Birth defects, birth injuries and parents’ legal rights

On Behalf of | Aug 28, 2014 | Birth Injury

Medical malpractice can be a particularly challenging claim for victims to prove. Just last week, our Worcester personal injury law blog discussed one such case involving a birth injury lawsuit that is currently proceeding against a delivery room doctor.

Birth injuries, of course, can result from any number of factors and may not necessarily be the result of negligence. How then, Worcester residents may wonder, can they begin to determine whether they ought to pursue legal action? This is an important question for parents struggling with this issue.

A distinction must be drawn in this regard between birth injuries and birth defects. A birth defect is a condition that afflicts a baby at some point before delivery begins. It could be the result of a genetic disorder or other hereditary factor. It could also be the result of something the baby was exposed to through the mother — drugs, for example, or perhaps dangerous chemicals in the air, water or food.

A birth injury, on the other hand, is how we describe harm done to the baby due to an accident or negligence on the part of a doctor or other medical personnel. Causes of birth injuries can range from misuse of forceps during delivery to neglecting to monitor the baby’s condition, perhaps failing to call for a timely c-section.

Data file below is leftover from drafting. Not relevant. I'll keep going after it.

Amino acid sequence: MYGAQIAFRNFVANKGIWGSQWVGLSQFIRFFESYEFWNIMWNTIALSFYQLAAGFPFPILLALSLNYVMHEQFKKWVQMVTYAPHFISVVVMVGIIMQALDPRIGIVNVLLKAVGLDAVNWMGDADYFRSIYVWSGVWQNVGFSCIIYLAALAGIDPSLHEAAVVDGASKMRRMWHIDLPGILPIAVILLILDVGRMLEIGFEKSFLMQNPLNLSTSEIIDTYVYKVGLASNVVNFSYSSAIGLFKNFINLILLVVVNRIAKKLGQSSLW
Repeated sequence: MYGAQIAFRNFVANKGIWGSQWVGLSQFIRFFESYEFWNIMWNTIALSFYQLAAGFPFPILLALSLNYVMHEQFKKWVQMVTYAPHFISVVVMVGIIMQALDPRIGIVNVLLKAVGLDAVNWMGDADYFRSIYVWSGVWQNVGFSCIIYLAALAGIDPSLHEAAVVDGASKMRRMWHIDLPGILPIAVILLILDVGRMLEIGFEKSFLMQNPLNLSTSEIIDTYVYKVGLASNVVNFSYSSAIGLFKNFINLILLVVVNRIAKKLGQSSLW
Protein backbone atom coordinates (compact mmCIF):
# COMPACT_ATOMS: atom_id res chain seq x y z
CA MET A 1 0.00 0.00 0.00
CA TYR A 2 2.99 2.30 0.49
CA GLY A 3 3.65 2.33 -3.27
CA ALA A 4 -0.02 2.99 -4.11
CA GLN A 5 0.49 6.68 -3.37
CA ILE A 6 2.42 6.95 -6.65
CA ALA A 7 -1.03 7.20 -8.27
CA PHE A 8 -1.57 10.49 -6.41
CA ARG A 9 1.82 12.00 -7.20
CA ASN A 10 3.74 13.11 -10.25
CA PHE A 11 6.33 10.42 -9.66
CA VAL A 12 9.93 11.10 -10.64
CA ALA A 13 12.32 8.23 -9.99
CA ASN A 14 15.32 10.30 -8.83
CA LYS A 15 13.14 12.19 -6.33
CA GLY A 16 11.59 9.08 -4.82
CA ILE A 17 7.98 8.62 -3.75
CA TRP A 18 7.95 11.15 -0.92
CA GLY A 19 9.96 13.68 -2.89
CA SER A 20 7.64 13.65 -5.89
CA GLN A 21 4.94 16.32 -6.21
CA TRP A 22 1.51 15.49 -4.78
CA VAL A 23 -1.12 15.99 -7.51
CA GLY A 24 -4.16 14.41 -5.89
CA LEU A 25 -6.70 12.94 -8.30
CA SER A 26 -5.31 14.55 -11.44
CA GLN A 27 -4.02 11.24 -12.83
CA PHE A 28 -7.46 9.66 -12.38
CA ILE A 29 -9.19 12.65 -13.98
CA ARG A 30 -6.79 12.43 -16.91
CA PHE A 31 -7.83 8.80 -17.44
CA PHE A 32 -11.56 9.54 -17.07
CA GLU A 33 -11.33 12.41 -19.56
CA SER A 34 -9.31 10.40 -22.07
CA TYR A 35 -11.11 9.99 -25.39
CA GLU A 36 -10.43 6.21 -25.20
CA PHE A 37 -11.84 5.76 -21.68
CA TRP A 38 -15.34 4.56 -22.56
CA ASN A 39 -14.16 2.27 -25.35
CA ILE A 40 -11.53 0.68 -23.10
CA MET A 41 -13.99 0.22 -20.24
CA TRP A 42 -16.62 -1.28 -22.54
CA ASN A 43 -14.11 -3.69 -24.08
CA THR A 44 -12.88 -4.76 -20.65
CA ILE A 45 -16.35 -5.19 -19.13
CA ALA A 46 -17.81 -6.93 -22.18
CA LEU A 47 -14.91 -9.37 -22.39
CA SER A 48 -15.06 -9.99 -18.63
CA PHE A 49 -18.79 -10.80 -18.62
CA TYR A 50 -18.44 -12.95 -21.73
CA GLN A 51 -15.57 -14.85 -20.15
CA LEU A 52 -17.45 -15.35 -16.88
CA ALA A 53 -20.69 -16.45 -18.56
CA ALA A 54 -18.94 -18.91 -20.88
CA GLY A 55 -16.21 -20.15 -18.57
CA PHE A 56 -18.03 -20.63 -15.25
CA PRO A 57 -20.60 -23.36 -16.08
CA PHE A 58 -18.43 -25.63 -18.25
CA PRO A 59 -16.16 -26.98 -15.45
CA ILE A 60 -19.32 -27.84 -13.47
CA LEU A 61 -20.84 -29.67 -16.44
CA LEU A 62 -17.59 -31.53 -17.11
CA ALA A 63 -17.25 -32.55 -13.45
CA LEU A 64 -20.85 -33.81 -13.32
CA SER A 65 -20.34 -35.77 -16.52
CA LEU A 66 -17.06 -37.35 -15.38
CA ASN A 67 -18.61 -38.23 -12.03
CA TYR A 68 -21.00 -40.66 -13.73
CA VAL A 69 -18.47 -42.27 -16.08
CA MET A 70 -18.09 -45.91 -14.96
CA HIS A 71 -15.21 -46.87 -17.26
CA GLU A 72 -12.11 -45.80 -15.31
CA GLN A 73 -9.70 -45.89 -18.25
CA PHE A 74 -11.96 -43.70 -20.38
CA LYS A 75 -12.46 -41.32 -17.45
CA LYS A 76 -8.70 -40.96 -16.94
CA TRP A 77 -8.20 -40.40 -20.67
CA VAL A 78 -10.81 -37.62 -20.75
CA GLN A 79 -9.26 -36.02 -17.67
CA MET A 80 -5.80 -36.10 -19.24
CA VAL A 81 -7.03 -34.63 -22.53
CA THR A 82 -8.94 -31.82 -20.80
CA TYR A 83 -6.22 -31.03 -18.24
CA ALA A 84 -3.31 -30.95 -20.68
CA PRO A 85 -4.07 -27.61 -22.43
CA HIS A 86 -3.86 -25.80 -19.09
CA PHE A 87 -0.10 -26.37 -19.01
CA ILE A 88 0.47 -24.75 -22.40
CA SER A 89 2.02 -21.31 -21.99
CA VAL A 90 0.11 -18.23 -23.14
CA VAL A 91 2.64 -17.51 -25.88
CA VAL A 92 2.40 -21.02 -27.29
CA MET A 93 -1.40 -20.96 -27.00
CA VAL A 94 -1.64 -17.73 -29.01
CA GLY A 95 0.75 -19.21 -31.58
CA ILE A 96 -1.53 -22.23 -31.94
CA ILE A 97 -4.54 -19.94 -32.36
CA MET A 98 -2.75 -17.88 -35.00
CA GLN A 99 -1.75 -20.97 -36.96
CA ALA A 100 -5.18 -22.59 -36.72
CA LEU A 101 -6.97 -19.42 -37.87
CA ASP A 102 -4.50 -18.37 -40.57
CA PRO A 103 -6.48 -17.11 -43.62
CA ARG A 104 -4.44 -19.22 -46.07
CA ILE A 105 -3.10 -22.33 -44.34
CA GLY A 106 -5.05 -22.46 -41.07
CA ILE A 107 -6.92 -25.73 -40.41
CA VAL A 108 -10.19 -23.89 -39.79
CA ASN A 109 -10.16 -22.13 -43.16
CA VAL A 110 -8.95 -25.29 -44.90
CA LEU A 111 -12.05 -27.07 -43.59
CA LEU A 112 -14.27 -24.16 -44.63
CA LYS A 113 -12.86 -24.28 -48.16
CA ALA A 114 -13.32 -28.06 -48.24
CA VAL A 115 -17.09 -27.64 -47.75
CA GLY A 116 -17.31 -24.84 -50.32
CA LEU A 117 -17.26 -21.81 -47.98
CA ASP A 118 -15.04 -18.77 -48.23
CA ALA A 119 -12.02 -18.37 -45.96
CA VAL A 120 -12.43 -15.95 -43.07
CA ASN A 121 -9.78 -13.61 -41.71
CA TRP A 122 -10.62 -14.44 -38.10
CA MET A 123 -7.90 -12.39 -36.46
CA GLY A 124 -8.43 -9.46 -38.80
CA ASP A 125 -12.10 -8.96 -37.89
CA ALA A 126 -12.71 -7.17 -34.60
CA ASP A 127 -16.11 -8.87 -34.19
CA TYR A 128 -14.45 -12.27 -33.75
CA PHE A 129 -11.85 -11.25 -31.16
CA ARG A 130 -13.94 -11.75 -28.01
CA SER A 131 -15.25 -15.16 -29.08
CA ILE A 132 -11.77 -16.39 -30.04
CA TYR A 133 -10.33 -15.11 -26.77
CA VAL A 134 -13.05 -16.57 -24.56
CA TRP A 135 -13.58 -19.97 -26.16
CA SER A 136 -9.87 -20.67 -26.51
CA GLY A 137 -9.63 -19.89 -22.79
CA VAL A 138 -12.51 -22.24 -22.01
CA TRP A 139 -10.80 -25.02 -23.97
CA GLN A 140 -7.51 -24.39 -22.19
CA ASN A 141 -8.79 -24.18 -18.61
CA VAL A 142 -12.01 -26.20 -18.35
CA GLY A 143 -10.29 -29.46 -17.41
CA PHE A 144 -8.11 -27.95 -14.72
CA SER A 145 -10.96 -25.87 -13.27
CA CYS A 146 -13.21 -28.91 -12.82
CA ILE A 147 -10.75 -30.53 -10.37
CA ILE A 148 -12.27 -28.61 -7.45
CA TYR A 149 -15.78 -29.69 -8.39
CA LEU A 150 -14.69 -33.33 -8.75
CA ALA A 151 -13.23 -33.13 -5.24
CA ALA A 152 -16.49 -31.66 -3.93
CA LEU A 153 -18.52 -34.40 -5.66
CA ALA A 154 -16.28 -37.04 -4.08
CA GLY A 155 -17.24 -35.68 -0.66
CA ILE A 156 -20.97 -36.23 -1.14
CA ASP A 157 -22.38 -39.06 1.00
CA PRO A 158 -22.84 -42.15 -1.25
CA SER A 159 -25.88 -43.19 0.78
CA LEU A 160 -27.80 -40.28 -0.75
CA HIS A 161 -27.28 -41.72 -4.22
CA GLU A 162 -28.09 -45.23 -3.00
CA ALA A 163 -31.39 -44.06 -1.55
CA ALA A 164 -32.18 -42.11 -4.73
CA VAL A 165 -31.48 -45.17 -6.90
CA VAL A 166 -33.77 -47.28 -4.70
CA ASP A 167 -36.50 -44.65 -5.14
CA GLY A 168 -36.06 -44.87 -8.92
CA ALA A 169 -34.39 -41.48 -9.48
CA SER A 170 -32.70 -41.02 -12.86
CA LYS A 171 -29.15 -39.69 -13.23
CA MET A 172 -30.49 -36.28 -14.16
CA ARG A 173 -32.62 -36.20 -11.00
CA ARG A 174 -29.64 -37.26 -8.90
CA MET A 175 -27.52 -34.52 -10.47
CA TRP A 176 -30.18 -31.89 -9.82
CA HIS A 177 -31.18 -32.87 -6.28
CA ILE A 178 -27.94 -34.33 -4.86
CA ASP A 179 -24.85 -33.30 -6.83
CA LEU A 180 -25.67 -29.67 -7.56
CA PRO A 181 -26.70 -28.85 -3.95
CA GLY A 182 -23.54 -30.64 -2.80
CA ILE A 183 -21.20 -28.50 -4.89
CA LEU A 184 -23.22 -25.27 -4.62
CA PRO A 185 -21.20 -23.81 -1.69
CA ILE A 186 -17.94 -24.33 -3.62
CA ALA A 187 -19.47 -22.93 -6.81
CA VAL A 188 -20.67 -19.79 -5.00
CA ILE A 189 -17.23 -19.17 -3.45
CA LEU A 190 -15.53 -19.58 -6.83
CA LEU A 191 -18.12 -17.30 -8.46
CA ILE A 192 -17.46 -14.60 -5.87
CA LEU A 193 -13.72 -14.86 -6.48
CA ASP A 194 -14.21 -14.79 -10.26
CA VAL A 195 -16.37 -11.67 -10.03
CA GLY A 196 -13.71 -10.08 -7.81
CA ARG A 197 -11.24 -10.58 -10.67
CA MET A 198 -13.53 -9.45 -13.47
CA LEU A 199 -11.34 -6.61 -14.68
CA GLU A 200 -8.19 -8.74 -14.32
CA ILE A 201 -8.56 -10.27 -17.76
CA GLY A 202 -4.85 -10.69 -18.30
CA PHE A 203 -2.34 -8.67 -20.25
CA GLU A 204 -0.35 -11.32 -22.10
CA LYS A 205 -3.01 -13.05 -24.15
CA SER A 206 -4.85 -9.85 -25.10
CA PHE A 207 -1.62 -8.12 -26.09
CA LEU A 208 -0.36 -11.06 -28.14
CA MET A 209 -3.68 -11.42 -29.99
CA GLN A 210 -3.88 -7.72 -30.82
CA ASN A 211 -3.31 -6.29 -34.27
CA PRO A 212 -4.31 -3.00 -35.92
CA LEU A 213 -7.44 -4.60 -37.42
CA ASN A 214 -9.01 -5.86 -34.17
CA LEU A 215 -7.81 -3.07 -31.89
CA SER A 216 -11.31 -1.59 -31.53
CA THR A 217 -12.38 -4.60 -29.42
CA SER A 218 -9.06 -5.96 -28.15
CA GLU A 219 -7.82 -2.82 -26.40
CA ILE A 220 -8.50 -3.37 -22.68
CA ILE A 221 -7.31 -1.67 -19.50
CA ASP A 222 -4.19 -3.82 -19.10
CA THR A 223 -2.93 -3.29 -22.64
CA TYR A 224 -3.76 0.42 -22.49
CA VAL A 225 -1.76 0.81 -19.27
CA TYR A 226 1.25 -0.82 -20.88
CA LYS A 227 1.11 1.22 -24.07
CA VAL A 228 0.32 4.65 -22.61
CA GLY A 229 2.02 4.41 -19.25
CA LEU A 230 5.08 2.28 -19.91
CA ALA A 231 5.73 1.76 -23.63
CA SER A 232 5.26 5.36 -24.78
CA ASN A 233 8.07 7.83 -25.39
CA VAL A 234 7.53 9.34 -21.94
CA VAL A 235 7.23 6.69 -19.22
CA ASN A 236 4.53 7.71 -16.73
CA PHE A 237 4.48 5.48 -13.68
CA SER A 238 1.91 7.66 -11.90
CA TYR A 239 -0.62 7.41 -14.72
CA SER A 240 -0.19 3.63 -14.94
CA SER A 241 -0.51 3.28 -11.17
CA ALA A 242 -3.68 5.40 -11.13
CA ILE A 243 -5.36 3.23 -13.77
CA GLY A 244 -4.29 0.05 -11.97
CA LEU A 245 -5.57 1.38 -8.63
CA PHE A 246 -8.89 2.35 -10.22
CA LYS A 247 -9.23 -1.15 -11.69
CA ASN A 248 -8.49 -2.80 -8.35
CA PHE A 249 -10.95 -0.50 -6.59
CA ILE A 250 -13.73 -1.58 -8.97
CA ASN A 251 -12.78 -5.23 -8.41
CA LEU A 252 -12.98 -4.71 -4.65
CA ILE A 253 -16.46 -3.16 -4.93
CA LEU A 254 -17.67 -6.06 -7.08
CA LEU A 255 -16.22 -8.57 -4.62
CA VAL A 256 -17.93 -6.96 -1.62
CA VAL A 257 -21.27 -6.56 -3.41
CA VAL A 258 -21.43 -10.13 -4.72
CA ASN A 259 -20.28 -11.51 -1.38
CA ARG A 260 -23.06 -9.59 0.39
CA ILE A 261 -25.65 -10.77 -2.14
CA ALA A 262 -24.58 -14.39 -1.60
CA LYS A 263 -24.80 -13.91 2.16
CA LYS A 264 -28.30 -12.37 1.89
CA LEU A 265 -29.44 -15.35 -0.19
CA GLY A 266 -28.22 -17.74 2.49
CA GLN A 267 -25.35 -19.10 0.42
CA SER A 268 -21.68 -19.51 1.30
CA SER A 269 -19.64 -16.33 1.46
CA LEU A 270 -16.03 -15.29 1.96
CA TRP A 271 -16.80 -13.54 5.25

Now, while suing a provider over an error during delivery may seem like a straightforward matter, birth defects may also be actionable. For example, some prescription drugs originally intended for pregnant women have later been discovered to cause birth defects (Delalutin, as well as Bendectin and Ortho-Gyno). If your provider prescribed you any of these during your pregnancy, you may be able to pursue compensation if they led to birth defects.

There are some unique strategies Worcester parents may employ in court in order to prove their claims. We will look more closely at these in a future blog post.

Source:, “Birth Injury Overview,” accessed on Aug. 22, 2014

Source:, “Birth Injury Overview,” accessed on Aug. 22, 2014


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